The exuberant enamel paintings by the outsider artist William L. Hawkins are exciting viewers all over town. His vividly colored pictures, usually painted on board or masonite and measuring roughly four-feet-square,
offer intense, Art Brut visions of animals and buildings, Bible stories, news events and well-known art masterpieces. Hawkins' works are presently on view in New York in the artist's first retrospective, "William L. Hawkins," across from Lincoln Center in the Museum of American Folk Art, Oct. 4-Nov. 9, 1997, and can be seen in "William Hawkins: Paintings," the inaugural exhibition of the new Chelsea gallery of Ricco/Maresca, his long-time dealer, Oct. 9-Nov. 8, 1997.
William Hawkins (1895-1990) was of mixed ancestry -- black, white and American Indian -- and said that this heritage was one reason for his talent. He was born in Kentucky, grew up on a farm and moved to Columbus, Ohio, at age 26, where he spent the remainder of his life working a wide variety of jobs, often several at once, ranging from truck driver and plumber to running a whorehouse.
Although Hawkins says that he made and sold art since the 1930s, he seems to have begun art-making in earnest in the 1970s. An inveterate recycler, Hawkins collected cast-offs and assorted odds-and-ends not only for resale to junk dealers and to decorate his home and car, but also to use as art supplies. He scavenged cans of leftover paint and found old boards to work on. He always used a single brush until he had worn down the bristles. At first, he used black, white and gray, with odd touches of whatever color came along. His boldly abstract First Ferris Wheel #2 (1985) is a stunning example of what he could accomplish with only black, white and red.
In the early '80s Hawkins was befriended by Columbus artist Lee Garrett, who lived nearby, and Garrett entered one of Hawkins' paintings in the amateur division of the 1982 Ohio State Fair, where it won first prize. With Garrett's assistance, Hawkins obtained better art materials and a New York gallery. With more time for painting, Hawkins developed quickly.
His early farm life inspired lots of works with animal themes. Hawkins loved painting horses and was especially adept at exotic critters like rhinos, tigers and dinosaurs. The quizzical look of his White Dog (1985) takes on a whole other loopy dimension with his collaged human eyes, yet his bulky body makes you want to reach out and pet him. Hawkins' hefty Orange Moose (1989), his decoratively coiled yet menacing Rattlesnake #3 (1988) and his two blue boars, both from 1989, and which could not be more different, are all examples of his sensitivity to beasts. For his paintings he relied on printed sources snipped from newspapers or discarded books and magazines, which he kept in an old valise.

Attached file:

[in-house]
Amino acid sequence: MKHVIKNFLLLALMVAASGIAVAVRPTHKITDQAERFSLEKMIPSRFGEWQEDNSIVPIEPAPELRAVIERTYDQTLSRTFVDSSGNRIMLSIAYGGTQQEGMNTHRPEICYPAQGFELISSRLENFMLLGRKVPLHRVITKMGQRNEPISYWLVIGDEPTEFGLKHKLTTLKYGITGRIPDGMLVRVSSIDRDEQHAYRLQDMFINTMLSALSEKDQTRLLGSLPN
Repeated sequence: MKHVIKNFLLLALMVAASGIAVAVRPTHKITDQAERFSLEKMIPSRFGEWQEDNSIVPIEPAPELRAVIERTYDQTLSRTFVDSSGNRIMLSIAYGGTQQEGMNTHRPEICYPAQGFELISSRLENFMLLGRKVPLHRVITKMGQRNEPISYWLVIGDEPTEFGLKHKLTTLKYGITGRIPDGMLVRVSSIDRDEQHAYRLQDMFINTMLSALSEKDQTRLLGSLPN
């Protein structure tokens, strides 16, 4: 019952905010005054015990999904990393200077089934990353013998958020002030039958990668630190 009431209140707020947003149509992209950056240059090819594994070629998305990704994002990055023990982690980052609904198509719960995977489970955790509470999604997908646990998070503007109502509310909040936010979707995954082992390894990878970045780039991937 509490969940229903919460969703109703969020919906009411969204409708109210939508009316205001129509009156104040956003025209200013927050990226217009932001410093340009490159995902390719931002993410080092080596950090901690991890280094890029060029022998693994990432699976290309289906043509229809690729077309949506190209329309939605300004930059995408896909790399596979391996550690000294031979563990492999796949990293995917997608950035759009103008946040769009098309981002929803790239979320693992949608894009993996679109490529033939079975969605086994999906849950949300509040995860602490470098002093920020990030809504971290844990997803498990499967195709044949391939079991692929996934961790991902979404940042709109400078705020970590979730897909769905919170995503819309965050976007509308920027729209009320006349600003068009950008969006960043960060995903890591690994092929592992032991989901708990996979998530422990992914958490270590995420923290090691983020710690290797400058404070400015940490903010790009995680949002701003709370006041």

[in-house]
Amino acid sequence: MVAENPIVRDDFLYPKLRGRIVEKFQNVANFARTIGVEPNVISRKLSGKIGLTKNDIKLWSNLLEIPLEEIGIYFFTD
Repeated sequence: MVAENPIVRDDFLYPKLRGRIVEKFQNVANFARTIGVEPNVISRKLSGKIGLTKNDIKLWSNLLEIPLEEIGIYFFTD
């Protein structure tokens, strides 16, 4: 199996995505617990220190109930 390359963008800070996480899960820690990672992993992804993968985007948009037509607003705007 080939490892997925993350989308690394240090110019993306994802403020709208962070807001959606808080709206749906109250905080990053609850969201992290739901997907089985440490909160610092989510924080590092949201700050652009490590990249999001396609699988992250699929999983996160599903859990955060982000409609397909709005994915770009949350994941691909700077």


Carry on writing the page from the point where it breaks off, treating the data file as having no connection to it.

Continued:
The Columbus cityscape, which he surveyed as a trucker, is one of his frequent subjects. The folk museum owns Hawkins' dazzling Neil House with Chimney (1986), one of many Columbus landmarks that he painted more than once. Its contrasting patterns and light and dark are eye-popping. Hawkins knew how to make blacks recede and whites move forward to energize an already jazzy composition.
Hawkins was in his 80s when he became more widely recognized, and was never shy about his abilities. The artist let no viewer forget his age or place of birth. He signed almost every work, usually as a broad border at the bottom of his paintings, with "William L. Hawkins, Born KY July 27, 1895."
Besides his extended signature, Hawkins typically added gaily-patterned frames to his works to make them more attractive, cheaper to hang and more salable. With only a third-grade education but a fund of practical knowledge, this energetic artist, who kept working until shortly before his death at 94, had a huge incentive to turn out work that would sell. Married and divorced with numerous liaisons, he had to support himself and many of his 20 children and sometimes grandchildren during the course of his long life.
You can see how Hawkins got more comfortable with color, for example, by examining a series of "Last Supper" paintings that Folk Art museum curator Stacy Hollander has grouped together. One early attempt contains a background with muddy cascades of color.
In the mid-'80s, Hawkins began adding collage elements to his paintings. He also began to make works that are bigger, more complex and more three-dimensional. All About Eve (1989), a painted construction backed by a seven-foot-tall piece of masonite, is a female figure in real clothes is entangled in a fantastic snake with a collaged human eye. The effect is strange and haunting.
Frank Maresca and Roger Ricco have published a hardback book with Knopf, William Hawkins, that contains a brief reminiscence of their relationship with the artist along with one other short appreciation and little else in the way of text. With some 120 large color illustrations, it's a good introduction to Hawkins' imagery. The accompanying essay is available at the Ricco/Maresca Website.
One cavil: Hawkins is a major artist and a scholarly catalogue should have accompanied his retrospective at the Museum of American Folk Art. At present, only an article in the museum's magazine Folk Art deals with the artist at any length. The museum also failed to produce a catalogue for its highly popular Henry Darger show last spring. The museum is concentrating on plans for a new home on 53rd Street near the Museum of Modern Art -- but this is no excuse to stint on art-historical research! The stimulating but too-little-analyzed efforts of non-academically trained modern artists like Darger and Hawkins could really profit from the attention.